Novel Coronavirus 2019 (Covid-19) (CDC Image)

MONTEREY COUNTY — Monterey County is seeing another increase in Covid-19 cases, announced County Health Officer Dr. Edward Moreno during last week’s media briefing.

According to Moreno, specimens sent for gene sequencing have determined a statewide average of 40 to 50% of Covid-19 cases are due to the more infectious Delta variant, with 14 cases known to be from the Delta variant within Monterey County.

“For several weeks, we were looking at stable, low case rates in Monterey County and much of California, but in recent weeks, the State Department of Public Health is reporting that there’s an increase statewide in the case rate and hospitalizations due to Covid, and we’re certainly seeing that here in Monterey County, as well,” Moreno said at the July 21 briefing.

He explained the current case rate is 3.1 per 100,000 residents, meaning an average daily total of 15 new cases per day. In previous months, the county had an average of five new cases per day. Positivity rates are 2.4% currently, up from less than 1% in prior months.

“In addition to that, we’re also seeing an increase in hospitalizations to when we had a handful of people hospitalized in May and June,” Moreno said.

An average of 11 residents are hospitalized in the county’s four hospitals due to Covid-19, but the county has not seen an increase in fatalities, Moreno said.

He explained that the increases are due to three factors, one of them being the Delta variant, which is much more infectious. The other two factors are increased contact between people after restrictions on businesses were lifted, and lower resistance to Covid-19, which he said could be due to 30% of county residents not being vaccinated.

“The state on June 15 released the restrictions on businesses and that allows for people to have more opportunities to engage with people that aren’t from their households, so that could be contributing to risk of exposure outside of their homes,” Moreno said. “In addition, we still have about 30% of the population that has not received the vaccine here in Monterey County, so we still have a fair amount of people who are maybe susceptible to Covid because they don’t have any antibodies or immune response.”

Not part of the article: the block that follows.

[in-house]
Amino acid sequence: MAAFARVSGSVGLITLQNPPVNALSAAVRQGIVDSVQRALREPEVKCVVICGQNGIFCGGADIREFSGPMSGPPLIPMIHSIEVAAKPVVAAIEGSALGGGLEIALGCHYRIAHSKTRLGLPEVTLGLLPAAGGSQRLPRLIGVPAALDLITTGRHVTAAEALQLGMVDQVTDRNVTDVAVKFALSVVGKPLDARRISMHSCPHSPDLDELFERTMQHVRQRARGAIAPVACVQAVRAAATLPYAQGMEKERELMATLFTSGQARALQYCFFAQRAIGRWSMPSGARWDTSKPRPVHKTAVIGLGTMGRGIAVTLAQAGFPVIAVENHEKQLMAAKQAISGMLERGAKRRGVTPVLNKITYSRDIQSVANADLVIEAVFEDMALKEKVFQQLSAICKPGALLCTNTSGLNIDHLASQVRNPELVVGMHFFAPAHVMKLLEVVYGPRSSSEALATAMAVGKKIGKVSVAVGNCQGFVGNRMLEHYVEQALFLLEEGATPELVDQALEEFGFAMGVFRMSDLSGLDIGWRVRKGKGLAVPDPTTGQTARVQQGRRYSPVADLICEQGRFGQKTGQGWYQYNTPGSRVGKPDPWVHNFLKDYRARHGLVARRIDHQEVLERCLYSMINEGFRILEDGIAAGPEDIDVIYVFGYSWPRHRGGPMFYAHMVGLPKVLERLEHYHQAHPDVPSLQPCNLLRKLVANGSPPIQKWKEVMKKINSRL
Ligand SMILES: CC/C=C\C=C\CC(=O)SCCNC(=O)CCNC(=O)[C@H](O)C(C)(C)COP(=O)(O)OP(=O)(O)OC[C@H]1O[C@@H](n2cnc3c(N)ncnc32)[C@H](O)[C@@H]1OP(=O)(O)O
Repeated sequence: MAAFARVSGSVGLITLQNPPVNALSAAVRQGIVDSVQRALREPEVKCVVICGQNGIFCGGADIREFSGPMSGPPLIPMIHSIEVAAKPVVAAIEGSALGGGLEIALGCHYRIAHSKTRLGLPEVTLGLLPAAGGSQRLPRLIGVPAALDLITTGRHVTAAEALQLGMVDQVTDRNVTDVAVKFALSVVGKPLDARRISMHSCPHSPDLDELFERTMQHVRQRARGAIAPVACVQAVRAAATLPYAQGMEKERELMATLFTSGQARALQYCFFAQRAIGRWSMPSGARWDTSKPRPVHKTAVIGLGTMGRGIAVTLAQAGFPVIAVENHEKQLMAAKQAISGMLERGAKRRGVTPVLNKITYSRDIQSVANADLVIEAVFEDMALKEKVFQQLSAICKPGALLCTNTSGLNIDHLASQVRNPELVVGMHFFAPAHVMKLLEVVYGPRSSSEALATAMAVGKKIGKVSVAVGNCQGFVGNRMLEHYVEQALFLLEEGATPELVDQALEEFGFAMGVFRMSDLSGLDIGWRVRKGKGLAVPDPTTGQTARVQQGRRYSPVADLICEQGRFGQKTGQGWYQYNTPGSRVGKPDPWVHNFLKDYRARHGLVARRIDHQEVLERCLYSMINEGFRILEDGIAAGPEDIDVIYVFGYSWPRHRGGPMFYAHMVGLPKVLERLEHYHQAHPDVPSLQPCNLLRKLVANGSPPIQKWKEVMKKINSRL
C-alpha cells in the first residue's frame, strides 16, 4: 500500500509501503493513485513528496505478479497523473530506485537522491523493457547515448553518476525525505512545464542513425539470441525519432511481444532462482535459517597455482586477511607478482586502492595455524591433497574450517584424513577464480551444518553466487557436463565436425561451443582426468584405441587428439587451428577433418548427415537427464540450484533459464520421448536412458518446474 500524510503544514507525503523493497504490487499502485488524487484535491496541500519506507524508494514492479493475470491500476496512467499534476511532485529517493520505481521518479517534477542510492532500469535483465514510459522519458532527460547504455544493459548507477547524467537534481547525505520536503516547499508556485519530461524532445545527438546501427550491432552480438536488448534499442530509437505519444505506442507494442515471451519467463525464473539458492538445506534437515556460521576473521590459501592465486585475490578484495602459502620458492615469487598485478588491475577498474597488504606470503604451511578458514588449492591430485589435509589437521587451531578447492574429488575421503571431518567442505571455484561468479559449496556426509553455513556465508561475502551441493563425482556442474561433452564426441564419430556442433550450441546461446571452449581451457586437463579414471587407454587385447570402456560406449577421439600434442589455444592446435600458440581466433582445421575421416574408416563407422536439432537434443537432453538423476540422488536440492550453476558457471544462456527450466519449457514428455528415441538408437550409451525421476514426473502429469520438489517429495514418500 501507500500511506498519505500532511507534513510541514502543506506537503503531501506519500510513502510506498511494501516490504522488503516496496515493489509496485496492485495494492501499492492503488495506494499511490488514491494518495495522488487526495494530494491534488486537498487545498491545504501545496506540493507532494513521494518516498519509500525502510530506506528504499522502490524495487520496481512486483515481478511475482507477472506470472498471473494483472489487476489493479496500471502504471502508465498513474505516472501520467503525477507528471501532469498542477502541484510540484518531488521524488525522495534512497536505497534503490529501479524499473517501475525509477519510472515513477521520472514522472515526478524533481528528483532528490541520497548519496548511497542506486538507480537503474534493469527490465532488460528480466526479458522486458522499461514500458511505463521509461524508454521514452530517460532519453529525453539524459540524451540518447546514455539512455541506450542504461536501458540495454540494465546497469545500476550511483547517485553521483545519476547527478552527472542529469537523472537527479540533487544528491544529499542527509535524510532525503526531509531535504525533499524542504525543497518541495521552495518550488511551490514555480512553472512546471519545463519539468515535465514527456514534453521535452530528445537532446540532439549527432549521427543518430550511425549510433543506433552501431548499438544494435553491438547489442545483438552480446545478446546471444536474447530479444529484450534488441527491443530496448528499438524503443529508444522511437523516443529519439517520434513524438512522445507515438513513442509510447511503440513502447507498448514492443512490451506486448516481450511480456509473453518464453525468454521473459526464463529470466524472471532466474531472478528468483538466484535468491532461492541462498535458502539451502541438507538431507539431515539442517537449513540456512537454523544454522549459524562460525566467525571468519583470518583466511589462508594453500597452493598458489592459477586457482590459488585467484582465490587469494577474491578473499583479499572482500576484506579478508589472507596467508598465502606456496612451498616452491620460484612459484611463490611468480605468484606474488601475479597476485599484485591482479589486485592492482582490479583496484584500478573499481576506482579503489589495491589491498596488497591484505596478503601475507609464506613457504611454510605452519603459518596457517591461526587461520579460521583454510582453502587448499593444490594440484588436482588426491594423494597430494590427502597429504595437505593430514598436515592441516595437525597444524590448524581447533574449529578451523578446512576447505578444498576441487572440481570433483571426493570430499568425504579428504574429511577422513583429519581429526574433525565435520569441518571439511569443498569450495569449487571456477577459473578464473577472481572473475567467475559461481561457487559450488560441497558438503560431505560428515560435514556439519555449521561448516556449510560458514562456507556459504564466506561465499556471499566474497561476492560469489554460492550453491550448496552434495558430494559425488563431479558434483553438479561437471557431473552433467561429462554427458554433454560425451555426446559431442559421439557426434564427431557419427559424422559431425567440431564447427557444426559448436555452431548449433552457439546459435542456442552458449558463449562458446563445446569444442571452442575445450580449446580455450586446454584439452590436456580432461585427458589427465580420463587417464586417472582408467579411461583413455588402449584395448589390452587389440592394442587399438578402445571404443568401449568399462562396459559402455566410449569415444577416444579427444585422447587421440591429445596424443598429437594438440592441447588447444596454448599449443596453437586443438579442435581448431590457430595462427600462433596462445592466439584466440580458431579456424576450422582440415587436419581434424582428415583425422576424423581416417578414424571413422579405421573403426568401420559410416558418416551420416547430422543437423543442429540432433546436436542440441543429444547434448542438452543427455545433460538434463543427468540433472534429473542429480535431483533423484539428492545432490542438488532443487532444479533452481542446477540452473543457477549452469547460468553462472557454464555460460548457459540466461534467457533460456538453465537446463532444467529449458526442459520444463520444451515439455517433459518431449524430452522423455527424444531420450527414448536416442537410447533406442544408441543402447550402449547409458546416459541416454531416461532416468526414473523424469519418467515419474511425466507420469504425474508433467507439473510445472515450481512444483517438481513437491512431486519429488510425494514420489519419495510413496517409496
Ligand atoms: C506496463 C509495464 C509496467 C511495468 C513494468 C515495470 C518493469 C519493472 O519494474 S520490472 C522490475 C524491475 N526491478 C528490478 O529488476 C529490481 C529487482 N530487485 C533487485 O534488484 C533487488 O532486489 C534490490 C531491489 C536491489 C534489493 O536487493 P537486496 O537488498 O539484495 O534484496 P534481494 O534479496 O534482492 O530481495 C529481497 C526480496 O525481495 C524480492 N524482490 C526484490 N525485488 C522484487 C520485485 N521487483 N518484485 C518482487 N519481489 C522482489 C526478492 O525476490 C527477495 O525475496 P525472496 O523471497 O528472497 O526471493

Monterey County has a small number of cases sequenced, but Moreno explained the county’s numbers are likely in alignment with the state’s average of 40 to 50% of Covid-19 cases being caused by the Delta variant.

Nearly all the current new infections are unvaccinated individuals, which Moreno said supports the CDC’s claims that the Covid-19 vaccines provide protection. He added that the mission of the health department is to prevent severe illness during the pandemic and reduce the risk of hospitals being overwhelmed, but the vaccinated are not fully immune either.

“Given the fact that we do have increased case rates, increased spread, increased hospitalizations, and we are seeing some people who were previously vaccinated who got Covid-19, there’s still some uncertainty as to where this is headed, how high the case rates go and how many people will be hospitalized,” Moreno said.

Monterey County is taking precautions, having issued guidance for all individuals to wear face coverings, no matter their vaccination status, while indoors with groups. That guidance is only a recommendation and not a requirement for the time being.

Alternate Housing remains

The county announced on July 22 that the Alternate Housing Site program remains in place for those who test positive for Covid-19 but have no place to safely isolate.

The program currently has 10 trailers available at San Lorenzo Park in King City. The park itself is open to the public, but the housing site is off limits and has security.

The program is staffed to assist and serve guests as they recover. All residents isolating in the program are provided meals and medical visits during their stay until they are released. The site also accommodates pets and service animals under certain restrictions.

Acceptance into the Alternate Housing Site program is by referral only. Call 831-356-3136 for more information.

Testing sites change

State-supported community Covid-19 testing sites will undergo schedule changes, as the demand for testing has decreased due to more of the population of Monterey County receiving Covid-19 vaccinations.

County officials said there continues to be a need for testing as new Covid-19 cases are on the rise. The new schedule ensures there is a free testing site open somewhere in the county on every day of the week, and if the need for testing increases, the hours of operation can be increased to meet the demand.

Due to the decrease in usage, beginning the week of July 26, the following changes have taken effect: The Castroville site will close; the Seaside testing site will move to the Salvation Army building and operate Monday through Friday, 9 a.m. to 6 p.m.; the Salinas site at Cesar Chavez Library will be open Thursday through Monday, 12 to 8 p.m.; and the Soledad testing site at the Soledad Library will be open Tuesday through Saturday, 9 a.m. to 6 p.m.

Walk-ins will be accepted 4 to 6 p.m. in Soledad and Seaside and 5 to 7:30 p.m. in Salinas.

Free Covid-19 testing appointments can be made by calling 1-888-634-1123 or visiting

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Sean Roney is a freelance reporter for King City Rustler and Salinas Valley Tribune, a unified publication of Greenfield News, Soledad Bee and Gonzales Tribune. He covers general news for the Salinas Valley communities in South Monterey County.


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